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My client's network is connected to the internet via T1. Their system has been working fine for months. Now they call to say that, all of a sudden, they can no longer send email or access the internet. But strangely enough, they are still receiving email. Email is hosted at their ISP. What could be causing this problem? Please know that pinging an external, public IP address works.

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So it sounds like DNS is broke, especially if you can ping external IP but not ping for example…check with the ISP to make sure that the DNS hasn’t changed on their end, see if you can ping the dns server itself from one of the machines, you probably wont be able to, i dont know you clients setup as far as the router goes or what kind of router they have, but sounds like the router or server is handing out the wrong DNS or it has changed by the ISP and no one changed it on there end…also you could send email by changed the mail server to its IP and not name, example incoming mail server: change that to incoming mail server: x.x.x.x then there email would at least work

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  • Bobkberg
    jpagel makes a good point - bring up a command prompt and enter "ping", and see if you get name resolution, followed by the ping. You didn't specify whether pinging an external IP address involved DNS resolution or not. Next question is outbound mail. Does your outbound email server also belong to the ISP, or are they just providing your local email. What I mean to say is: Are you using an outbound email server which is NOT part of your ISP. Many ISPs these days are blocking port 25 outbound. Also - check to see if ALL systems are affected by this. There are viruses, spyware and such which install local proxy software which selectively block things. Use HijackThis to check on that. Have you (or them) called their ISP to see if anything has changed? (Like the IP address of the outbound mail server, or someone installing a proxy server? Have you gone on-site to check things out yourself? Write back with more info to the group so that we can track this. Bob
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  • Jpagel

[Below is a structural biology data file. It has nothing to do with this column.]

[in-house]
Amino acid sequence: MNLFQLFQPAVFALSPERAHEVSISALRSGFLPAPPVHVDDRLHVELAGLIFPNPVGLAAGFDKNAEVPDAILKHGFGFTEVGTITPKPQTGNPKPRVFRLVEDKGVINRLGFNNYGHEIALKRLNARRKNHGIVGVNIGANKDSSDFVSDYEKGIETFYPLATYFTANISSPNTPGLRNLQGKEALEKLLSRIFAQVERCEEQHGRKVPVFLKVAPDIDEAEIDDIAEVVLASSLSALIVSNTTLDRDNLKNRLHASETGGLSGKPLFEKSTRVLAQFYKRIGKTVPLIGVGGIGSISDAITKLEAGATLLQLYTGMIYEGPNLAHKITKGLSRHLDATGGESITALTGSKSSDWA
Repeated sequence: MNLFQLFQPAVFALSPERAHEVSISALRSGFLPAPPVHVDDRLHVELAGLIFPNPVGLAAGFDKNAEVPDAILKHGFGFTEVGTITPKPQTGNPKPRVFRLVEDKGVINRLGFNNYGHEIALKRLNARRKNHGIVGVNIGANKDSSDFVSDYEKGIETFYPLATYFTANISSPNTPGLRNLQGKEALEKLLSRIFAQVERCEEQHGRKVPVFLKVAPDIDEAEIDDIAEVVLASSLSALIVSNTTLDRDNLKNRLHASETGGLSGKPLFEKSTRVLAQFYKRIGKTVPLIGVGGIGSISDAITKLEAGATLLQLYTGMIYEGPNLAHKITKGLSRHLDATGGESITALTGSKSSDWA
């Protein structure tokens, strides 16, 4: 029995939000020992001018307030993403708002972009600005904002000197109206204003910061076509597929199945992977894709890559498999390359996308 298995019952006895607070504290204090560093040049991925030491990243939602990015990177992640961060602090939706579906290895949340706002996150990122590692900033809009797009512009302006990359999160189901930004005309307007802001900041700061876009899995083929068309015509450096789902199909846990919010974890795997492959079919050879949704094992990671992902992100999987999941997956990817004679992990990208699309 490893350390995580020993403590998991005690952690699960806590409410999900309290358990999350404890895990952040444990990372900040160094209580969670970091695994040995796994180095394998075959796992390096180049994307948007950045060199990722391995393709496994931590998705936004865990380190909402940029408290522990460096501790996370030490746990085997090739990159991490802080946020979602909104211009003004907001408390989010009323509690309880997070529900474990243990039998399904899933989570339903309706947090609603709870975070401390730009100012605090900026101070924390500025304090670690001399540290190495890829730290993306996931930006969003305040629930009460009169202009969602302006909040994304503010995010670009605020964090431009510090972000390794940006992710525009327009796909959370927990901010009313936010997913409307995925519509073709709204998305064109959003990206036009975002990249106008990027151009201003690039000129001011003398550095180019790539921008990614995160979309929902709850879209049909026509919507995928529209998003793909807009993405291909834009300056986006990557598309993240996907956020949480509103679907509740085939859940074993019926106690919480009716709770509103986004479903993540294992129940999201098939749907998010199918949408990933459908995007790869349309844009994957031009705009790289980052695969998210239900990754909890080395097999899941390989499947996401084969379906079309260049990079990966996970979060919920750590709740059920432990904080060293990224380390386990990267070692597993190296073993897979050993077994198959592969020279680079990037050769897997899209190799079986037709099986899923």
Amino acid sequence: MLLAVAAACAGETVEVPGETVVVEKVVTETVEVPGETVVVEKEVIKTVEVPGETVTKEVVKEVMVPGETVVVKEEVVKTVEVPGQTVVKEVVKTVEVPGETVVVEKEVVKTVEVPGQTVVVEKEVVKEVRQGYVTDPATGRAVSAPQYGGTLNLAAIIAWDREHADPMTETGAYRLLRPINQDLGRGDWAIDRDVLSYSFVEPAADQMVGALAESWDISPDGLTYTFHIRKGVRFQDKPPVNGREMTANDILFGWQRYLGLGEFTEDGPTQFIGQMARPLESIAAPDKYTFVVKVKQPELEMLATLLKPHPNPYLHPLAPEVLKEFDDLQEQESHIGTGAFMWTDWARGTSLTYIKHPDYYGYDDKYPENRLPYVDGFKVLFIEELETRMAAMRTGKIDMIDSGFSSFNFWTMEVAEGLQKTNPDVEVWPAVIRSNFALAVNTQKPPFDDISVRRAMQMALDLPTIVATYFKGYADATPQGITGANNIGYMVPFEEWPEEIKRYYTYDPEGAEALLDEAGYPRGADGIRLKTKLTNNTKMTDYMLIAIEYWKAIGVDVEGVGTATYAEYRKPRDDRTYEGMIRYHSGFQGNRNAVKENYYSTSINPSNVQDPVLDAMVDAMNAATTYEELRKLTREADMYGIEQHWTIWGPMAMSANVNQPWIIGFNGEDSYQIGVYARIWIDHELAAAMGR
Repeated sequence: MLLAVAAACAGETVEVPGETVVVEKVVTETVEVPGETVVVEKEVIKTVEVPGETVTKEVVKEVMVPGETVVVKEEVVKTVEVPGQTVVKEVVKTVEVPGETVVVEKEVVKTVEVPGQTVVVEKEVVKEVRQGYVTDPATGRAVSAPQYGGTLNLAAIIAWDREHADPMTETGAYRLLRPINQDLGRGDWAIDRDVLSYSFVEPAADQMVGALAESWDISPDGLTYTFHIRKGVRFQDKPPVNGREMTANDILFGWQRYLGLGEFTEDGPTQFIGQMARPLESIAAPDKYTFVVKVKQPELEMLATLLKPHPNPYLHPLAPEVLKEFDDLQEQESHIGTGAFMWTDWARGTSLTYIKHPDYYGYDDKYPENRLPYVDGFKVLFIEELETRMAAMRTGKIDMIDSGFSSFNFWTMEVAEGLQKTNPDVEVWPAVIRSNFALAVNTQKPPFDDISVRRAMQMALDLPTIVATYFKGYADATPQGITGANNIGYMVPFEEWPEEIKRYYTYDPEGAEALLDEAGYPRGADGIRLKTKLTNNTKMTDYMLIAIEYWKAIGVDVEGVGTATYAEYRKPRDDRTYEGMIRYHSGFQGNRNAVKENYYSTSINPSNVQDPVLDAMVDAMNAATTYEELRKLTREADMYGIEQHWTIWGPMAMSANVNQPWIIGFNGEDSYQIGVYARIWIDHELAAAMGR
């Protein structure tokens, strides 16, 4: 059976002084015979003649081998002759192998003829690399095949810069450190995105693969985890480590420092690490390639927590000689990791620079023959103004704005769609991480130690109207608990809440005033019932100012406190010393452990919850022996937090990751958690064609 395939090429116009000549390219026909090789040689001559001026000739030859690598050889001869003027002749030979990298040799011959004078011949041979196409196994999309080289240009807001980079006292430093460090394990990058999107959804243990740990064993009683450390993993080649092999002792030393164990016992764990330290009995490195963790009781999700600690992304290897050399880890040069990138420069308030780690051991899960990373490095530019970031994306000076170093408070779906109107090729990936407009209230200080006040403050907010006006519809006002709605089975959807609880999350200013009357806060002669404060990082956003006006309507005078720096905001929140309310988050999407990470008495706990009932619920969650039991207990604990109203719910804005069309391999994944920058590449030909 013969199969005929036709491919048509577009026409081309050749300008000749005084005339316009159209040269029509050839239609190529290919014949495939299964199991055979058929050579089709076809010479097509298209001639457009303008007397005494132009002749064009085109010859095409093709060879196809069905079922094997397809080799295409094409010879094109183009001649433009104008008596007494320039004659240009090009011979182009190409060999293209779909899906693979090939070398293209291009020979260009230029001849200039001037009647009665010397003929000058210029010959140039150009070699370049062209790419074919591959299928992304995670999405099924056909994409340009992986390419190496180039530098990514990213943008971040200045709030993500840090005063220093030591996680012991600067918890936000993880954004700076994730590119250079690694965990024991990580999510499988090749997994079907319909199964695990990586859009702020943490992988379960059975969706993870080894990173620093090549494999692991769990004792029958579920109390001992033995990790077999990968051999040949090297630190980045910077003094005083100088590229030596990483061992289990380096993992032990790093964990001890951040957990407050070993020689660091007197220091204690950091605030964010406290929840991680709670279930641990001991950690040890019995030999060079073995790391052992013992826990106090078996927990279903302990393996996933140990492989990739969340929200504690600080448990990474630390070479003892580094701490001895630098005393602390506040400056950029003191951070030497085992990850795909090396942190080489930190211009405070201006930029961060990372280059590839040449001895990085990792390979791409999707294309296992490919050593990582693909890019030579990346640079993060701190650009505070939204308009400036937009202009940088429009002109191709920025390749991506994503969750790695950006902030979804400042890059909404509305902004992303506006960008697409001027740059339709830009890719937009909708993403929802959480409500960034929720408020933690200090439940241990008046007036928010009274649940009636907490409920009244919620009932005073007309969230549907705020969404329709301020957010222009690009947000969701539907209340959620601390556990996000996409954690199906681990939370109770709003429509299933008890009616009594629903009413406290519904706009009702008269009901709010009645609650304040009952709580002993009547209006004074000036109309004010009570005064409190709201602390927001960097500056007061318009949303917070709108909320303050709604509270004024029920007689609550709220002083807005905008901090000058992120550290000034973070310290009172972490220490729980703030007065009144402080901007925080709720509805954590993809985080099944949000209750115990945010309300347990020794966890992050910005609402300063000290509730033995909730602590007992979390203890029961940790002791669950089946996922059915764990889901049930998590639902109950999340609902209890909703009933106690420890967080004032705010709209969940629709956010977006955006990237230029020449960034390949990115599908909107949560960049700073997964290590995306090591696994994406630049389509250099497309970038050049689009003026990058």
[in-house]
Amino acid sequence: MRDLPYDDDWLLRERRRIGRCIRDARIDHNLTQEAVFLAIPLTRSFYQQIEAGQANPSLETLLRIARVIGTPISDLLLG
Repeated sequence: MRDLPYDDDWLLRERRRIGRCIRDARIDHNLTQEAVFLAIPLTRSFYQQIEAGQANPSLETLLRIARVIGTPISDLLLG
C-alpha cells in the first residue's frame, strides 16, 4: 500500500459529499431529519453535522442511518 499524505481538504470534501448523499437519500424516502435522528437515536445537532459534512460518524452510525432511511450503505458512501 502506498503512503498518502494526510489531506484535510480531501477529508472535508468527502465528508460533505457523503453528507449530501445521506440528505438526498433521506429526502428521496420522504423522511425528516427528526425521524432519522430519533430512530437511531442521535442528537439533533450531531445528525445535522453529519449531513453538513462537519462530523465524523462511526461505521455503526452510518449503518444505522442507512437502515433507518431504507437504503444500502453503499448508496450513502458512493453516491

and btw, bob good point on the ISP blocking port 25 to fight "spam" even though the spammers are just going to change ports...but hey who knows... the next best secure email port is 587 (i know a lot of isp's are switching to that)
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  • Delebute2004
    All the prior suggestions are very good and are the best ways to troubleshoot your current issue. if you can receive mail then you definitely have a connection to your ISP; the issue with sending i have seen that many ISP's block port 25; which makes you have to use their smtp server to send out. if you have a good relationship with this ISP, you should have them setup reverse DNS for your mail server and try to check your AD DNS setup as well. Are you using the any external DNS servers for your domain or using your DNS server and the ISP as forwarders for anything outside your domain? Lot's of stuff to review and check, any changes on your Firewall or Router configurations?
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  • Juscelino
    I had a very similar issue where I could receive e-mails, however, I could not send any e-mails and it turned out to be that my ISP (SBC Yahoo!) was blocking port 25. You may want to look into port 25 being blocked since, just like your client, everything was working fine, then it happened all of a sudden and I figured that out after attempting everything that I could think of and losing a couple of days worth of messages.
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  • Ciscocat6k
    Can you telnet to your ISP on port 25? This would be a quick check to see if it is blocked. If they are not allowing a telnet connection then you would get some message stating that connection is refused, but if all you get is a time out then you probably are blocked. Just my .02 worth CiscoCat6k - CCDP
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